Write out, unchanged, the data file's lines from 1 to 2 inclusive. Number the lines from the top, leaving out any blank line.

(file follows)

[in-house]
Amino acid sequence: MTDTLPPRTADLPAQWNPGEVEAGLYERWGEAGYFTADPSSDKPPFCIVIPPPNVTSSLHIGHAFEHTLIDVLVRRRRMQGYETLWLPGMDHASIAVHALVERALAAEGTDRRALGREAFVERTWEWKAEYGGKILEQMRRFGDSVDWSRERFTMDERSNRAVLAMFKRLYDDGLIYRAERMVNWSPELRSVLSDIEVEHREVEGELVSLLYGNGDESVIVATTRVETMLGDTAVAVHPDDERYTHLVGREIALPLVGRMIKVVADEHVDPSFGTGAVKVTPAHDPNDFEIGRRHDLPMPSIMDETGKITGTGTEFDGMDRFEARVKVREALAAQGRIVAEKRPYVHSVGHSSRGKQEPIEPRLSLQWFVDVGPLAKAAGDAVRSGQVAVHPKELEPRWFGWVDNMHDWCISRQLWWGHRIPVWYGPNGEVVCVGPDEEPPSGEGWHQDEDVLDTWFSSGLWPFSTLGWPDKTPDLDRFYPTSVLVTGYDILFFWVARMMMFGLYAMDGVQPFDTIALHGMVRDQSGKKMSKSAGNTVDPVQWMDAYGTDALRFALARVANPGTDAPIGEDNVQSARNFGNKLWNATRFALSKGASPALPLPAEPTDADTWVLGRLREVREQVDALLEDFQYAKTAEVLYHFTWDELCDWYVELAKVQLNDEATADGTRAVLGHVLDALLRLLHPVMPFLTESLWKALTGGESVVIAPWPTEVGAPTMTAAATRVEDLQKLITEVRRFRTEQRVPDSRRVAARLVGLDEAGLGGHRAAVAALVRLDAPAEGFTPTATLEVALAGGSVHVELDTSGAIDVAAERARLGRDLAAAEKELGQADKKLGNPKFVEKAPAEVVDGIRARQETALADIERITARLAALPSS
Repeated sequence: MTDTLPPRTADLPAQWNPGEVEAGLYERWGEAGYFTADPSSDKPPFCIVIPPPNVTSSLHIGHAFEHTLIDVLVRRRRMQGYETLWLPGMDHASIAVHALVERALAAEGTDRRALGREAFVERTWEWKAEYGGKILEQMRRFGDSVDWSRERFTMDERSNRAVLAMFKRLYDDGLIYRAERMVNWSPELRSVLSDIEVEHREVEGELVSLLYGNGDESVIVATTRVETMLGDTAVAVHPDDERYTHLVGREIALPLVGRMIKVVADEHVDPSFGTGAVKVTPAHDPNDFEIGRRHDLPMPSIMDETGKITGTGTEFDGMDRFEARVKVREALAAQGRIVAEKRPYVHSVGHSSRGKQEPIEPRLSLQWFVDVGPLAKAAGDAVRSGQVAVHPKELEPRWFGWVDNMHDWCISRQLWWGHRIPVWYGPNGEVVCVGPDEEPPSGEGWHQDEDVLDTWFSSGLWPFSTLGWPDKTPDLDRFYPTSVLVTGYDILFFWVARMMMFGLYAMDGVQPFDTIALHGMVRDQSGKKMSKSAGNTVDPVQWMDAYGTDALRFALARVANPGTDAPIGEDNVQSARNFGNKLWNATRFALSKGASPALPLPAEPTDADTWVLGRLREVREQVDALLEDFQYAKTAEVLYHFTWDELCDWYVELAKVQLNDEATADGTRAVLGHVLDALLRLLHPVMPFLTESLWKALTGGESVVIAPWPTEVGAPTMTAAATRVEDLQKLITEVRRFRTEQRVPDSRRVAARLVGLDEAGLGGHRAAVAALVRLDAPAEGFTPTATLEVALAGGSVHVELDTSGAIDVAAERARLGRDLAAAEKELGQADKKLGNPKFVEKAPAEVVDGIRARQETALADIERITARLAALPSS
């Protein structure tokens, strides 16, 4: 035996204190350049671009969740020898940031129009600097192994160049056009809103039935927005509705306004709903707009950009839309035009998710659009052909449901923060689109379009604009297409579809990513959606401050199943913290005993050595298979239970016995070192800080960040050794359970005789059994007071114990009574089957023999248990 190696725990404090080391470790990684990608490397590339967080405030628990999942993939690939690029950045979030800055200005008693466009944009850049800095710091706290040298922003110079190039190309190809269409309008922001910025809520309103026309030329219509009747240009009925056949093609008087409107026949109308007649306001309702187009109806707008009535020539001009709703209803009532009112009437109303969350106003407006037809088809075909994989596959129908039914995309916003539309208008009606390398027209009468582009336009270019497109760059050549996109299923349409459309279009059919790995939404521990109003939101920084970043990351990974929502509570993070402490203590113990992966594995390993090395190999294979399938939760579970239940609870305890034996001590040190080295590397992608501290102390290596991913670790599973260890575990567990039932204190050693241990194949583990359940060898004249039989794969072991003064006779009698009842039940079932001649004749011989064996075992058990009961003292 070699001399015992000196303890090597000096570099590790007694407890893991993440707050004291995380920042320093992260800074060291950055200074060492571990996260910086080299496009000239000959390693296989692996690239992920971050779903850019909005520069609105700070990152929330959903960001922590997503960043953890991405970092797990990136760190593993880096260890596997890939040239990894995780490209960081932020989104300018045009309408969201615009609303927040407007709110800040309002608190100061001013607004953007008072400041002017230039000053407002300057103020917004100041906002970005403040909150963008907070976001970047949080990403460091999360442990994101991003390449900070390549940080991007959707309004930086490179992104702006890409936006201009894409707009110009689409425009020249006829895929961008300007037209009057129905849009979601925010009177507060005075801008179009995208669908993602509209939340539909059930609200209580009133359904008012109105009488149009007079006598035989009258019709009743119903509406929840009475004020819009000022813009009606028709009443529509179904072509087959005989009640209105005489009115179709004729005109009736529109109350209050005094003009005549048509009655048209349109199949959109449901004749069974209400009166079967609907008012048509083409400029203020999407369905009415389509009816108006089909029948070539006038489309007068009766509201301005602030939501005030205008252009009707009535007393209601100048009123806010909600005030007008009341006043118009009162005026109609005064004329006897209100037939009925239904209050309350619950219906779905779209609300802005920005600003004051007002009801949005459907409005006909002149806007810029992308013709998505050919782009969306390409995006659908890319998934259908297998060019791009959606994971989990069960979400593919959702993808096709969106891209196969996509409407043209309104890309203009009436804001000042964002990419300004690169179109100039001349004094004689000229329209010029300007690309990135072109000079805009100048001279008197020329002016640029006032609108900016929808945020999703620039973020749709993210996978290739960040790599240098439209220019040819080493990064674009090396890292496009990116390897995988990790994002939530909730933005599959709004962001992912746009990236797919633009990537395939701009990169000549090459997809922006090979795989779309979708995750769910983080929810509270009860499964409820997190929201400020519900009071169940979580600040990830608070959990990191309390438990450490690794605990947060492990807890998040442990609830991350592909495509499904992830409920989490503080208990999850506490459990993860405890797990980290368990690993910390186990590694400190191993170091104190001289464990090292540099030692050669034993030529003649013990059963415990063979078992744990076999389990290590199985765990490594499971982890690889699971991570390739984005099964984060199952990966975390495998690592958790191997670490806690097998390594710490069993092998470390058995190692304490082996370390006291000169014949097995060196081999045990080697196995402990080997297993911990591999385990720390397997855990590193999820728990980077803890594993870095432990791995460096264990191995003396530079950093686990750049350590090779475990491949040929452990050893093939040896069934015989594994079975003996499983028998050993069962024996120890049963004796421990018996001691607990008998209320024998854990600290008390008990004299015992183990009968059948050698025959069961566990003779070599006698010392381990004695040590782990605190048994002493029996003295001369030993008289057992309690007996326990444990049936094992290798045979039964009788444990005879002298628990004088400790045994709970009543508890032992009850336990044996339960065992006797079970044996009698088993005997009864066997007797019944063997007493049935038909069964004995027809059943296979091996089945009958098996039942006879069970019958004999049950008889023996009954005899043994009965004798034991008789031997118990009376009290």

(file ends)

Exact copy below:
[in-house]
Amino acid sequence: MTDTLPPRTADLPAQWNPGEVEAGLYERWGEAGYFTADPSSDKPPFCIVIPPPNVTSSLHIGHAFEHTLIDVLVRRRRMQGYETLWLPGMDHASIAVHALVERALAAEGTDRRALGREAFVERTWEWKAEYGGKILEQMRRFGDSVDWSRERFTMDERSNRAVLAMFKRLYDDGLIYRAERMVNWSPELRSVLSDIEVEHREVEGELVSLLYGNGDESVIVATTRVETMLGDTAVAVHPDDERYTHLVGREIALPLVGRMIKVVADEHVDPSFGTGAVKVTPAHDPNDFEIGRRHDLPMPSIMDETGKITGTGTEFDGMDRFEARVKVREALAAQGRIVAEKRPYVHSVGHSSRGKQEPIEPRLSLQWFVDVGPLAKAAGDAVRSGQVAVHPKELEPRWFGWVDNMHDWCISRQLWWGHRIPVWYGPNGEVVCVGPDEEPPSGEGWHQDEDVLDTWFSSGLWPFSTLGWPDKTPDLDRFYPTSVLVTGYDILFFWVARMMMFGLYAMDGVQPFDTIALHGMVRDQSGKKMSKSAGNTVDPVQWMDAYGTDALRFALARVANPGTDAPIGEDNVQSARNFGNKLWNATRFALSKGASPALPLPAEPTDADTWVLGRLREVREQVDALLEDFQYAKTAEVLYHFTWDELCDWYVELAKVQLNDEATADGTRAVLGHVLDALLRLLHPVMPFLTESLWKALTGGESVVIAPWPTEVGAPTMTAAATRVEDLQKLITEVRRFRTEQRVPDSRRVAARLVGLDEAGLGGHRAAVAALVRLDAPAEGFTPTATLEVALAGGSVHVELDTSGAIDVAAERARLGRDLAAAEKELGQADKKLGNPKFVEKAPAEVVDGIRARQETALADIERITARLAALPSS